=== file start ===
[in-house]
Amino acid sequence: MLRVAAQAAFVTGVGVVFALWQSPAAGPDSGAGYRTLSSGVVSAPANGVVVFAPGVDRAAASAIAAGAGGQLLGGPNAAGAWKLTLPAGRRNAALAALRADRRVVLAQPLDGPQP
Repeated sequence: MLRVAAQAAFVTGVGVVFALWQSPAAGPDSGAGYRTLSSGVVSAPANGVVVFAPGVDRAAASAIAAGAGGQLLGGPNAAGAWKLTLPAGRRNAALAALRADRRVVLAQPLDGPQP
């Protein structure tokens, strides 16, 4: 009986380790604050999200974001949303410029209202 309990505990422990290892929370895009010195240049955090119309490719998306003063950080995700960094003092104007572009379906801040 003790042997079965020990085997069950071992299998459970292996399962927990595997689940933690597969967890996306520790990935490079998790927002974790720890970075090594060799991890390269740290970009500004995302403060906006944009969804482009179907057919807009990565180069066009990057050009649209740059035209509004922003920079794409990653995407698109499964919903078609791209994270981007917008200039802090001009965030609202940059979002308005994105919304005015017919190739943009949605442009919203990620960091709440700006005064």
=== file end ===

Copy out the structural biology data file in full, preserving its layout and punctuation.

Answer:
[in-house]
Amino acid sequence: MLRVAAQAAFVTGVGVVFALWQSPAAGPDSGAGYRTLSSGVVSAPANGVVVFAPGVDRAAASAIAAGAGGQLLGGPNAAGAWKLTLPAGRRNAALAALRADRRVVLAQPLDGPQP
Repeated sequence: MLRVAAQAAFVTGVGVVFALWQSPAAGPDSGAGYRTLSSGVVSAPANGVVVFAPGVDRAAASAIAAGAGGQLLGGPNAAGAWKLTLPAGRRNAALAALRADRRVVLAQPLDGPQP
């Protein structure tokens, strides 16, 4: 009986380790604050999200974001949303410029209202 309990505990422990290892929370895009010195240049955090119309490719998306003063950080995700960094003092104007572009379906801040 003790042997079965020990085997069950071992299998459970292996399962927990595997689940933690597969967890996306520790990935490079998790927002974790720890970075090594060799991890390269740290970009500004995302403060906006944009969804482009179907057919807009990565180069066009990057050009649209740059035209509004922003920079794409990653995407698109499964919903078609791209994270981007917008200039802090001009965030609202940059979002308005994105919304005015017919190739943009949605442009919203990620960091709440700006005064």